If there's anything notable about the nostalgic 1950 comedy Father Was A Bachelor, it might be that it typifies the lightweight stuff that William Holden was assigned to before he graduated to meatier likes of Picnic, Stalag 17 and The Bridge on the River Kwai. Indeed, this "orphans play matchmaker" opus came out only a few months before Holden became a floating pool toy in Sunset Boulevard. Gloria Swanson would have to wait, however, for a brief bit of contrived Americana starring a bunch of apple-cheeked orphans.
In the film, Holden plays Johnny Rutledge, a turn-of-the-century singing roustabout who is first seen performing (in blackface, no less) in the traveling show of snake oil salesman Mordecai Ford (Charles Winninger). The two are soon recognized by the local constable (Stuart Erwin) who immediately jails Winninger for prior transgressions. Vowing to help release Winninger, the now jobless Holden decides to pick up his fishing pole and loaf around the local countryside. He comes across a cabin inhabited by five rambunctious children, who are oddly named after months of the year. The oldest, January (Gary Gray), reveals that he and his siblings are recently orphaned. Needing an adult to run the house, they decide to have affable Holden pose as their long-lost uncle.
The youngsters seems happy with Holden, who sings them folk songs and attempts to sew a dress for little May (Mary Jane Saunders). The arrangement arouses the suspicion of the local judge's daughter, Prudence Millett (Colleen Gray), though. They are also low on money, so Holden finds work as a singing waiter. Winninger is released from prison, but Holden decides to stick around both for the kids and his growing attraction to the lovely Prudence. One of the youngsters, February (Billy Gray of Father Knows Best), proves to be a whiz on the harmonica -- prompting a far out plot twist in the effort to get the kid a proper education. A shifty lawyer (Clinton Sunberg) who is in on Holden's ruse, decides to hook the man up with one of his wealthy spinster sisters (Lillian Bronson and Peggy Converse). Holden wins the hand of the aged Adalaide Cassin in a ring toss game, celebrated in an engagement party at film's climax. How will he get out of that pickle?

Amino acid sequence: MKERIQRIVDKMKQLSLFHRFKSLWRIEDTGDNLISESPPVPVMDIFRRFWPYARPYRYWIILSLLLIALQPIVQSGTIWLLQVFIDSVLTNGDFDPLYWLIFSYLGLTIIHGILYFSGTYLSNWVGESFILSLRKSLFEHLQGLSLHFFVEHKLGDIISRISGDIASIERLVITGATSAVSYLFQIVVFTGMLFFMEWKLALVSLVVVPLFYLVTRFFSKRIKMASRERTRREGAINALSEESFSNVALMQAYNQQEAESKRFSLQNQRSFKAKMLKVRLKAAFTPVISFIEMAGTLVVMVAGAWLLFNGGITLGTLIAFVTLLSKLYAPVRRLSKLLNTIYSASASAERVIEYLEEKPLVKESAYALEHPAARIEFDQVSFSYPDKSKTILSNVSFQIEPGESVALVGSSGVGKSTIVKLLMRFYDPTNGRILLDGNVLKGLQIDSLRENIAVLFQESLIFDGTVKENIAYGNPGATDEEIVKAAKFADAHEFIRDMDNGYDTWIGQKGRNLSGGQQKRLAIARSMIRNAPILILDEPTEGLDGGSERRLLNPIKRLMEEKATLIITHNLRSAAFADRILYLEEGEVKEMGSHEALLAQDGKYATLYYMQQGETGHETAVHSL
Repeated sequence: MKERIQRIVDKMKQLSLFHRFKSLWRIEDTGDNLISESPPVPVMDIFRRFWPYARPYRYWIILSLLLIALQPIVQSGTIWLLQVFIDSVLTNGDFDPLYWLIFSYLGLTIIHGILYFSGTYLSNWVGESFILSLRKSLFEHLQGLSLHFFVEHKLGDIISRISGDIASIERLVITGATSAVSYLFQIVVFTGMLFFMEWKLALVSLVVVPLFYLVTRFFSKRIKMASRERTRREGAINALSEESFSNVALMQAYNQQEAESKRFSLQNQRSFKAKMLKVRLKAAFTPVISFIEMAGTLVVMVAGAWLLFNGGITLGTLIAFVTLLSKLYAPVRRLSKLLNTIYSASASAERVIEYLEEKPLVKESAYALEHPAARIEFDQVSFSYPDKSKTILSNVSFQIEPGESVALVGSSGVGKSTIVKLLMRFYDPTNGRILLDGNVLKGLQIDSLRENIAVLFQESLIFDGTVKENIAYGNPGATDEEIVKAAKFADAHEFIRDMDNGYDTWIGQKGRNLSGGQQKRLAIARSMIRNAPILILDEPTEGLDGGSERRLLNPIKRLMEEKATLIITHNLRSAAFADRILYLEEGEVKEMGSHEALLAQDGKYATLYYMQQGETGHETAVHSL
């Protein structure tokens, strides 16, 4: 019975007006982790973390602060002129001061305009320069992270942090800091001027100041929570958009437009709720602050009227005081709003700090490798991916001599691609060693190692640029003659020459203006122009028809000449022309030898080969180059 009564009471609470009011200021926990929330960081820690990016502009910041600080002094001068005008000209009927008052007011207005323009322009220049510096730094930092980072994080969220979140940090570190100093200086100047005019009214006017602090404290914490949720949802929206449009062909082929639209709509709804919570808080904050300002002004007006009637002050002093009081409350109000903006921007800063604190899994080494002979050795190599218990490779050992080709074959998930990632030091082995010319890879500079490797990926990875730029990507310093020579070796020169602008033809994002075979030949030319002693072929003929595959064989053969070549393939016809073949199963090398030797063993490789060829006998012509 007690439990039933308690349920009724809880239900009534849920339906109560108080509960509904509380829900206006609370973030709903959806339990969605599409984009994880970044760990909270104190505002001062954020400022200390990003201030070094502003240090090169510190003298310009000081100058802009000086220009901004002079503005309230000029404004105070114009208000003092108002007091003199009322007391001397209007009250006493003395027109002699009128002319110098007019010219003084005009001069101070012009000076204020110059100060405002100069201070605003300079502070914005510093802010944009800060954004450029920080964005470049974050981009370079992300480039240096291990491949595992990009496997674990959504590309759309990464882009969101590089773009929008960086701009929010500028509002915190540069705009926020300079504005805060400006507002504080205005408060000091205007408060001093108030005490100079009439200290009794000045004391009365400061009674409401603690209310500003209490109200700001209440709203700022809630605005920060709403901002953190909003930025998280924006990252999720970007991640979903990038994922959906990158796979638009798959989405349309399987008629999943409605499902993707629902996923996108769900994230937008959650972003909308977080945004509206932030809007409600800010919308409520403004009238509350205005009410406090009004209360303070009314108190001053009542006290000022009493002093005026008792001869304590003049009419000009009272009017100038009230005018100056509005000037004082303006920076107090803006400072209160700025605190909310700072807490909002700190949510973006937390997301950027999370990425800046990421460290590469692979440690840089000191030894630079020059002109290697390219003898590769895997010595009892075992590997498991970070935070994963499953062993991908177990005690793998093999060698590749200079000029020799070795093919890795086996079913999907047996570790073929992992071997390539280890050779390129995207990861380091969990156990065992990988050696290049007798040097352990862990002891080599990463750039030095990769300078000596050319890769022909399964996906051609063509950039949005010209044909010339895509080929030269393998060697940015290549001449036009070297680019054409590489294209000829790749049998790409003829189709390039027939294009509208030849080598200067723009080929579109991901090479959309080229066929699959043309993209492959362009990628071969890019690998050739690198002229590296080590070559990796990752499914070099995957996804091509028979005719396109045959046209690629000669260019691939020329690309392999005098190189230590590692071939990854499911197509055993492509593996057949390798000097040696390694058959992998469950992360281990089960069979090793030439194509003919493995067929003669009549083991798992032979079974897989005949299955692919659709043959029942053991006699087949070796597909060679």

The unadulterated corn of Father Is a Bachelor seems like a bum deal for William Holden, but he's surprisingly okay as a happy go lucky loafer. The nature of the character suits him well and he has a nice chemistry with Colleen Gray. Where this film goes horribly wrong is in the decision to have him sing. The filmmakers probably intended for Johnny Rutledge to be a kindly folk singer a la the character played by Burl Ives in Walt Disney's similar nostalgia-fest So Dear to My Heart, but Ives could sing and Holden couldn't. Instead, he's dubbed by a contemporary sounding (and uncredited) Perry Como-type crooner. The artificiality of the musical interludes is something that even Holden can't bring himself to doing convincingly. Musical numbers aside, the film is cute even when the plot gets too convoluted for its own good. Special mention goes to the child actors, who are sweet without getting too syrupy. Pint-sized actress Mary Jane Saunders, something of a cross between Margaret O'Brien and Mad Men's Kiernan Shipka, especially excels as the film's Token Adorable Girl.
The picture quality is actually one of the better aspects of this Sony Classics By Request made to order disc. The film, presented in 4:3 aspect ratio, has been sourced from a pristine quality print with a nicely balanced black and white image marred by the occasional white flecks.
Like many m.o.d. titles, Father Is a Bachelor sports a single, serviceable mono soundtrack with no subtitle options.
Just a trailer for the film's reissue, which has seen better days.
At best, Father Is a Bachelor is a mildly entertaining, squeaky clean family comedy (if your family doesn't mind blackface or poorly dubbed crooning). The cast's appeal rises above the chaotic plot and pointless musical interludes. The disc itself is only worth buying if you're a William Holden completist, however. Rent it.
Matt Hinrichs is a designer, artist and sometime writer who lives in sunny (and usually too hot) Phoenix, Arizona. Among his loves are oranges, going barefoot and blonde 1930s movie comedienne Joyce Compton. Since 2000, he has been scribbling away at Pop Culture weblog Scrubbles.net. One can also follow him on Twitter @4colorcowboy.